Financial Assistance for Ag Producers Zoom

August 25th Ag Update-flyer

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August 12, 2020 · 3:59 PM

Virtual Midville Field Day

2020 Midville Field Day

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August 3, 2020 · 1:38 PM

Protecting Stored Corn

Corn-Denting (3)Below is an excerpt from the 2020 UGA Corn Production Guide (page 79):  The key to storing grains and other commodities on the farm is to make storage conditions unfavorable for the survival of stored grain insects and molds.  Growers who will be storing for more than 6 months should strongly consider application of a grain protectant. Apply an approved grain protectant directly to the moving grain stream at the bottom of the bucket elevator or auger so the material has an opportunity to contact as many kernels as possible as the grain is moved. 

Insecticides labelled for empty bin treatments

  • Beta-cyfluthrin Tempo SC Ultra 0.25-0.5 fl oz/gal/1000 sq ft 3A Apply to all interior surfaces of storage bin and allow to dry before filling bins.
  • Deltamethrin Centynal EC 0.25-1.5 fl oz/gal/1000 sq ft 3A Apply to wall and floor surfaces of grain bins and warehouses prior to storing or handling grain.
  • Deltamethrin D-Fense SC 0.25-1.5 fl oz/gal/1000 sq ft 3A Use for exterior perimeter treatment only.
  • Deltamethrin Suspend SC 0.25-1.5 floz/gal/1000 sq ft 3A Apply finished spray to equipment, wall and floor surfaces of grain bins and warehouses prior to storing or handling grain.
  • Diatomaceous earth Insecto Dust: 1 lb/1000 sq ft Apply at least 2-3 days before filling bin. Use aeration fan or other air supply to apply dust.
  • Diatomaceous earth Dryacide 100 Dust: 1-3 lb/1000 sq ft Slurry: 1.5 lb/1.5 gal/100 sq ft Apply as a dust with a hand or power duster or as a slurry spray.
  • Diatomaceous earth Protect-It Dust: 0.6 lb/1000 sq ft Slurry: 1.5 lb/1.5 gal/100 sq ft Apply 2 weeks before filling bins. Use a dust blower or bin fan to reach all surfaces, cracks and crevices. Apply slurry as a fine mist.
  • Deltamethrin + chlorpyrifos methyl Storcide II 1.8 fl oz/gal/1000 sq ft 1B+3A Application can only be made from outside the bin using automated spray equipment.
  • Pyriproxyfen Nyguard IGR Concentrate 0.8-2.4 tsp/gal/1500 sq ft 4-12 ml/gal/1500 sq ft 7C This product will not kill adults but will control immatures. May be mixed with an adulticide.
  • S-methoprene Diacon-D IGR 1.5 oz/1000 sq ft 7A This product will not kill adults, but will control immatures; applicators must wear a dust mask and protective gloves.
  • S-methoprene Diacon IGR Fogging Treatment: 1 ml/1000 sq ft (0.2 tsp/1000 sq ft) Pressure Spray: 2 ml/1000 sq ft (0.4 tsp/1000 sq ft) 7A Apply fogging treatment in water or oil in a cold aerosol generator. Diacon IGR is an insect- growth regulator that interferes with the development of insects. It will not kill adult insects. Apply as a pressure spray in low-pressure sprayer to all areas that may harbor insect pests.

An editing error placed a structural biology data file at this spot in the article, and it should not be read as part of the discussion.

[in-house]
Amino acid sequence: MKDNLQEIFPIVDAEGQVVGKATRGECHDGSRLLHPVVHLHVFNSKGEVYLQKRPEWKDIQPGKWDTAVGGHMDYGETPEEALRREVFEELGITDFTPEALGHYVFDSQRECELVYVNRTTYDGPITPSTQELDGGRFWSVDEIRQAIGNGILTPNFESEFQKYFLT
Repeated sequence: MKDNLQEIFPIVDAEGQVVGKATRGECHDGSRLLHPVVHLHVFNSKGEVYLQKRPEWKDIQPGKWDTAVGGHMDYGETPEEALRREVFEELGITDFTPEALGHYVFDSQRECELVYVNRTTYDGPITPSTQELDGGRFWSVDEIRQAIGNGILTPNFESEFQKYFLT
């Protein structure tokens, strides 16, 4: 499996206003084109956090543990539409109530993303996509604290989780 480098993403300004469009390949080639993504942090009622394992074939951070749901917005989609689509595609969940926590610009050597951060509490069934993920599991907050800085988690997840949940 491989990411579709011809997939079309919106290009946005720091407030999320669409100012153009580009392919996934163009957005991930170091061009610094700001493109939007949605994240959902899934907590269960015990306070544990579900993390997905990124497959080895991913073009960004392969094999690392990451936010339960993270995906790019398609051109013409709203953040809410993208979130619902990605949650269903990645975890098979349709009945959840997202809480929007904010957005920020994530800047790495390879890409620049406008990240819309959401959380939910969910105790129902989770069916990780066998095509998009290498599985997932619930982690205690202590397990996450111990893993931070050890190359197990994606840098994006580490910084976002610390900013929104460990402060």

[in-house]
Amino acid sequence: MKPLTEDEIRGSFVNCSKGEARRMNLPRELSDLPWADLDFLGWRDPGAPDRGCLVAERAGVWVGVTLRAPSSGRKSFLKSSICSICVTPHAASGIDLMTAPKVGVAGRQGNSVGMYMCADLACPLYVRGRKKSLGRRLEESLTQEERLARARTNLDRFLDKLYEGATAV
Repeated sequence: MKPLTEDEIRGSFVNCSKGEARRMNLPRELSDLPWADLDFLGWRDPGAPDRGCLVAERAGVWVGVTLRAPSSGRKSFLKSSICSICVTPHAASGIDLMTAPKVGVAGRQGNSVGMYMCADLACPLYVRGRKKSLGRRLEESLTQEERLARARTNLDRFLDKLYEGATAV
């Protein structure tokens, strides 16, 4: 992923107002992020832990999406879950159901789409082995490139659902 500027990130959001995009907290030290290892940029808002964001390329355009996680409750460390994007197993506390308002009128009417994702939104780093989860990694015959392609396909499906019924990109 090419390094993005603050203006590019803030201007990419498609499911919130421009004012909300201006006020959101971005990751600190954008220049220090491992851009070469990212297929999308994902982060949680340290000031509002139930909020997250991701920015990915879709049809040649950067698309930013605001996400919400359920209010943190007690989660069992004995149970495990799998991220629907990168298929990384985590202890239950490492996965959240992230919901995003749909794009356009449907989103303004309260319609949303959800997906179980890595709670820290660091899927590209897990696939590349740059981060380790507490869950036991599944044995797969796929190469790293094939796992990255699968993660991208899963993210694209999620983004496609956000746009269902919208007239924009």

Insecticides labelled for direct application to grain as a grain protectant

  • Pirimiphos-methyl Actellic 5E 8.6-11.5 fl oz (corn) 8.6-11.5 fl oz (grain sorghum) 1B Labeled for use on shelled corn, popcorn and grain sorghum only. DO NOT use if grain has been previously treated with Actellic or if Actellic will be used as a topdress treatment.
  • Deltamethrin Centynal EC 8.5 fl oz (corn) 9.1 fl oz (wheat) 4.9 fl oz (oats) 8.5 fl oz (grain sorghum) 8.5 fl oz (rye) 3A Labeled for use on barley, corn, oats, popcorn, rice rye, grain sorghum, and wheat.
  • Deltamethrin D-Fense SC 8.5 fl oz (corn) 9.1 fl oz (wheat) 8.5 fl oz (oats) 8.5 fl oz (grain sorghum) 8.5 fl oz (rye) 3A Labeled for use on barley, corn, oats, popcorn, rice, rye, grain sorghum, and wheat.
  • S-methoprene Diacon IGR 1.8-7 fl oz (corn) 1.8-7 fl oz (wheat) 1-4 fl oz (peanuts) 1-4 fl oz (oats) 1.8-7 fl oz (grain sorghum) 7A Labeled for use on wheat, corn, grain sorghum, barley, rice, oats, peanuts, and sunflower. Will not control weevils. Diacon IGR is an insectgrowth regulator that interferes with the development of insects; it will not kill adult insects. Treat existing insect populations with an adulticide before or at the same time as applying Diacon IGR. Apply only once to grain of known treatment history. Use highest rates for maximum residual. Lowest rate provides shorter residual.